Pinterest opens up Promoted Pins for UK advertisers, with John Lewis and Made.com among launch partners
Pinterest's Promoted Pins ad format has landed in the UK, with brands like John Lewis, Made.com, B&Q and Tesco announced as early launch partners.
The visual bookmarking tool, which allows users to curate and share images and ideas via an online scrapbook of 'Pins', made the announcement today (6 April).
Promoted Pins, which launched in the US last January, are native ad units which are similar to organic Pins with the exception that retailers must pay to serve them to users. The offering is designed to expand visibility to relevant search results, category feeds and the users' home feeds, and will be available from today onwards to all UK advertisers on a self-serve basis.
Boasting a 100-million strong global userbase, the US-based platform said it has noted strong growth in the UK over the last 12 months. Reports published last year suggest that Britons pin up to 1.6bn items per day, showing a particular interest in the DIY, recipe and home decor sections.
In order to widen its UK presence, Pinterest's commercial team spent the best part of 2015 deepening relationships and striking up partnerships with the likes British brands like Marks & Spencers, Tesco and Manchester United. Across the Atlantic its made forays into retail, most notably introducing a 'Buy' button, for which it signed up stores like Macy’s and Nordstrom to sell via.
Speaking to The Drum, Adele Cooper, UK and Ireland country manager for Pinterest said: “For the brands and partners we’re working with, Promoted Pins will enable them to reach a lot more people than they have been able to reach in the past.
"We’re expecting it to be a great success and we’re seeing great results in the US where we’ve had promoted pins up and running for a while now.”
The push will undoubtedly scale up what Pinterest currently offers to UK advertisers, but as with Instagram it will have to tread carefully when rolling out the new product so as not to disrupt the community-feel of the site while carving itself out as a point of differentiation in the social space.
Of this, Cooper admitted it will be "a bit of a challenge," but also an "opportunity to realty work with partners on their creative and try to help them to get better results," as well as a chance to make the pins even more engaging for current users.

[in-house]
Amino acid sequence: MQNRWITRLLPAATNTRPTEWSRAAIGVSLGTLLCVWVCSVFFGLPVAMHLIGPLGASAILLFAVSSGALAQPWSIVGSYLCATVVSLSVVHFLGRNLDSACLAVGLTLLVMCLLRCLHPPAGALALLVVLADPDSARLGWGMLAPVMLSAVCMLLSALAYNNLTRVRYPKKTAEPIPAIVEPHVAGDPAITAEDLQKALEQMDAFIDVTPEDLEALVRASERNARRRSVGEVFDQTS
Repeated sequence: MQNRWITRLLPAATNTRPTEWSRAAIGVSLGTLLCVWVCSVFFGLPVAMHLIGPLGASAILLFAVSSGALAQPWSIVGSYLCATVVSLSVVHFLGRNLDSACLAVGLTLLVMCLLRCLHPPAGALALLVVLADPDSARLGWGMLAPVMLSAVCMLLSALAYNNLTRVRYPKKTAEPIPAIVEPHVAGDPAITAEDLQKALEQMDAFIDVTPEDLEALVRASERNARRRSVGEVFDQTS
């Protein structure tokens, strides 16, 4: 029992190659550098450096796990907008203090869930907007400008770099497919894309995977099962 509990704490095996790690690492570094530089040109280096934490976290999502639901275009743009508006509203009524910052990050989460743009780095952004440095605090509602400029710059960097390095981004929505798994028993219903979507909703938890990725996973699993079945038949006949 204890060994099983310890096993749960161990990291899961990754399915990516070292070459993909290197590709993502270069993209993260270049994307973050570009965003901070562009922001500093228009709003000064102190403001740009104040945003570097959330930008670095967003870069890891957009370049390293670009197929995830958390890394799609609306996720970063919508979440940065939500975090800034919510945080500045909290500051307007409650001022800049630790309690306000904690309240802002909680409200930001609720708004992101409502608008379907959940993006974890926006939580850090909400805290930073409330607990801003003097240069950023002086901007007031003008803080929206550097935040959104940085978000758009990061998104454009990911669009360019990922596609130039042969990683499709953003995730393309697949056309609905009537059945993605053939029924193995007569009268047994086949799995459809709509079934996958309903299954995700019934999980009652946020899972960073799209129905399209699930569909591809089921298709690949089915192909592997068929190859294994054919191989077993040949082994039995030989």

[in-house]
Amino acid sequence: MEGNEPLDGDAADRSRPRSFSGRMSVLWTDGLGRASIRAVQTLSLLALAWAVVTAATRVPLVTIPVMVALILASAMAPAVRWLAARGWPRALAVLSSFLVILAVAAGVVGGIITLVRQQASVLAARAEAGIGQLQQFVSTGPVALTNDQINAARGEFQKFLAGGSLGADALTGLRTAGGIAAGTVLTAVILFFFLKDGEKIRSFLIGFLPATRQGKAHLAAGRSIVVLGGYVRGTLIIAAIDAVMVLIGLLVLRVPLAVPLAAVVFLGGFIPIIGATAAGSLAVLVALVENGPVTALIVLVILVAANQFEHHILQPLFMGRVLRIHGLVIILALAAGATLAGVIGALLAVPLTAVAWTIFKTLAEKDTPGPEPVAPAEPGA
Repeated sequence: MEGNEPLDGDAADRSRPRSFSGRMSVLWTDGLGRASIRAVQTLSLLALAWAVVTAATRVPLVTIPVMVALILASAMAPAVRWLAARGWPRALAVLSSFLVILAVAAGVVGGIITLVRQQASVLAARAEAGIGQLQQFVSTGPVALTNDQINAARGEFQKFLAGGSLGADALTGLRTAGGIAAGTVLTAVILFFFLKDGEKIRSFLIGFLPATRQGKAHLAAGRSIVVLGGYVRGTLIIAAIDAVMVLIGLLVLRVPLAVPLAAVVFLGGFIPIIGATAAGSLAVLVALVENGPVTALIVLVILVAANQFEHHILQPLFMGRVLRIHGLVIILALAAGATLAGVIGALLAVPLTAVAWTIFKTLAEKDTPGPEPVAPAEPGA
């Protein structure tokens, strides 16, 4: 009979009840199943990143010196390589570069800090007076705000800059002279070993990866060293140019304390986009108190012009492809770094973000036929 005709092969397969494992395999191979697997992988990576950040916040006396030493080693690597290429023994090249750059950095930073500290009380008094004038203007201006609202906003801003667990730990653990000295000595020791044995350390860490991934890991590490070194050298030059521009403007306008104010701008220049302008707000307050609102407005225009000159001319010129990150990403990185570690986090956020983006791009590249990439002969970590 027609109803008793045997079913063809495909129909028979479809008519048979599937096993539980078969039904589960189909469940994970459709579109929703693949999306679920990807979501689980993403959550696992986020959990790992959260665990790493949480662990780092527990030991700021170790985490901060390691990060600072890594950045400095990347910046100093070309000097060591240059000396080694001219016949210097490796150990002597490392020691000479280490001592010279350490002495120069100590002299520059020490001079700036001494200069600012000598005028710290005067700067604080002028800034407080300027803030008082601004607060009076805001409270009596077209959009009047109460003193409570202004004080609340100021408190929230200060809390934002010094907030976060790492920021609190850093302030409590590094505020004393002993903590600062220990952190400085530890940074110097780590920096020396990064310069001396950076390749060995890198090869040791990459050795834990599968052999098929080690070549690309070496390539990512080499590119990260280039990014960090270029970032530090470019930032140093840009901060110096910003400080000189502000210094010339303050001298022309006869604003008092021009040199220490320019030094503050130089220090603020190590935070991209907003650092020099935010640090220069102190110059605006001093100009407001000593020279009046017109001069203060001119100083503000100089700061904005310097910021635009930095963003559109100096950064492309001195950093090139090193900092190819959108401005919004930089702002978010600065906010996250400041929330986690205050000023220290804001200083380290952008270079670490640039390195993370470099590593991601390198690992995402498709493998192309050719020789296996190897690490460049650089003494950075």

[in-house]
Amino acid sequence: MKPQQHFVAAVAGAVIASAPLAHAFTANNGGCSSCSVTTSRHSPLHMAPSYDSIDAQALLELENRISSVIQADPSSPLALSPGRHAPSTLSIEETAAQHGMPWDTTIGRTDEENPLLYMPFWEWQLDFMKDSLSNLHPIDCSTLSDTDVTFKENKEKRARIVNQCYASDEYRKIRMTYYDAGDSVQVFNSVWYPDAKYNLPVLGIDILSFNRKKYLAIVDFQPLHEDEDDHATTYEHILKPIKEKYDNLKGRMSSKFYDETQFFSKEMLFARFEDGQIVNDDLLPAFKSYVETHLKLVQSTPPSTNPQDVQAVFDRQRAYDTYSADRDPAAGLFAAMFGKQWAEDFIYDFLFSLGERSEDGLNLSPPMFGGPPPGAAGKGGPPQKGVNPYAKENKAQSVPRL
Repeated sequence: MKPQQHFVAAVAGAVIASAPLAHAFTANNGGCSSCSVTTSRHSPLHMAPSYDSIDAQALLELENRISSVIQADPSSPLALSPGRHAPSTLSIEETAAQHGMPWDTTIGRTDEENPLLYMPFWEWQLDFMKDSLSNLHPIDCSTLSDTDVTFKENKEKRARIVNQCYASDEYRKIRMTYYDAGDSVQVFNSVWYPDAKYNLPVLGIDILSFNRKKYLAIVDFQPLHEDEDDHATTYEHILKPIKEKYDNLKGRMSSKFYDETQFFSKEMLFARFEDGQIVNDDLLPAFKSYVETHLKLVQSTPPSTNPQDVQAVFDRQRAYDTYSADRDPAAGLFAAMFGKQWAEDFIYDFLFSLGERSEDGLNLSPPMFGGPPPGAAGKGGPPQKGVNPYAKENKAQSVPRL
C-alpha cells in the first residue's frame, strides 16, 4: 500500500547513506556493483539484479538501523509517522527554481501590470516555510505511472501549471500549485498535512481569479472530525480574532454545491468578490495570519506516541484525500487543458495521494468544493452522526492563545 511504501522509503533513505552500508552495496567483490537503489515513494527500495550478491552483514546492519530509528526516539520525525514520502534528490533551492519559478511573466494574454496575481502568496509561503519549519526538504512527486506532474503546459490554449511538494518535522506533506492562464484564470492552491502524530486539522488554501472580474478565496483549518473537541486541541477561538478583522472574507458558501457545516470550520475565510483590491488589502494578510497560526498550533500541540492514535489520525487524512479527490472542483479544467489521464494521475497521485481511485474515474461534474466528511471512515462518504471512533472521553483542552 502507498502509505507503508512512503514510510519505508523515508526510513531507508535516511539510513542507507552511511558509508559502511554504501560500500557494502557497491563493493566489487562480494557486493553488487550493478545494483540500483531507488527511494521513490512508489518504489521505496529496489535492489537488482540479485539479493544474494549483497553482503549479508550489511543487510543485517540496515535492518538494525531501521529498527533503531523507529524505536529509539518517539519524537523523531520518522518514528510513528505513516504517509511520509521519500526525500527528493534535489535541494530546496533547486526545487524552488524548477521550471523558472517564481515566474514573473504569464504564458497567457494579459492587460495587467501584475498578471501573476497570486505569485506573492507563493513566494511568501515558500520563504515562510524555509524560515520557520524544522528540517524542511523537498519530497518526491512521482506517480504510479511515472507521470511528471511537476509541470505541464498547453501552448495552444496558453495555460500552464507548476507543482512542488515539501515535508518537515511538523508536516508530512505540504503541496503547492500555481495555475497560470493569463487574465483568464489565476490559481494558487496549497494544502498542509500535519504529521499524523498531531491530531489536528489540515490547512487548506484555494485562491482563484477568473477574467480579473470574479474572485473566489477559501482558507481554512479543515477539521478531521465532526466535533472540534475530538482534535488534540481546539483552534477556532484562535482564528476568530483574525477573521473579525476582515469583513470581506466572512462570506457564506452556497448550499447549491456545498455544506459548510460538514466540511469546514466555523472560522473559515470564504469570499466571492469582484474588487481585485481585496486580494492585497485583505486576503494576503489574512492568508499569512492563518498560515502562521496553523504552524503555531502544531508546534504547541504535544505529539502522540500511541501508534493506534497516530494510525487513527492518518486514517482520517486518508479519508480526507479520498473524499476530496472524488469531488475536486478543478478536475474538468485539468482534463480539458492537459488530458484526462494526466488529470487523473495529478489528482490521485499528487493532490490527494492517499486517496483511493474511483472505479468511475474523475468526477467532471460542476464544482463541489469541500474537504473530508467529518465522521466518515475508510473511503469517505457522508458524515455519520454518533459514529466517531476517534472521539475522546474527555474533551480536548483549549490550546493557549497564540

This will be helped by the design element; Promoted Pins essentially take the same format as organic content apart from the fact they are signposted as paid-for – something Cooper described as "branded ads on a platform where brands live."
"What we’ve found in the US is that the hide rate is 90 per cent lower than the hide rate on other digital ad formats and that’s because the content is so similar to the content that people are already going on to the site for," asserted Cooper.
In terms of data, conversion tracking pixels will give brands the scoop on where a person ends up on the retailer's site once they click on the Promoted Pin and what they end up with in their basket should they make any purchases.
One brand "chomping at the bit" to debut its Promoted Pins is designer furniture store Made.com, which has been active on the platform since 2012.
Through native content alone the firm has experienced a 173 per cent increase in revenue that came directly from Pinterest, a spike its social project manager Hannah Pipel called "kind of crazy." It has also made use of the platform's Rich Pins, which pull in content from advertisers' websites and update changing factors, such as price, automatically.
As pointed out by Cooper, she returns to the fact that Pinterest catches shoppers during the "planning stage" of their journey, a "sweet spot" for brands, and something that Promoted Pins will help them capitalise on.
"I think potentially the planning stage is a really interesting one especially for home decor and higher ticket price items," she said, adding: "We need to speak to people at the point where they’re thinking of buying beds and mattresses or sofas or storage – things like that are investments."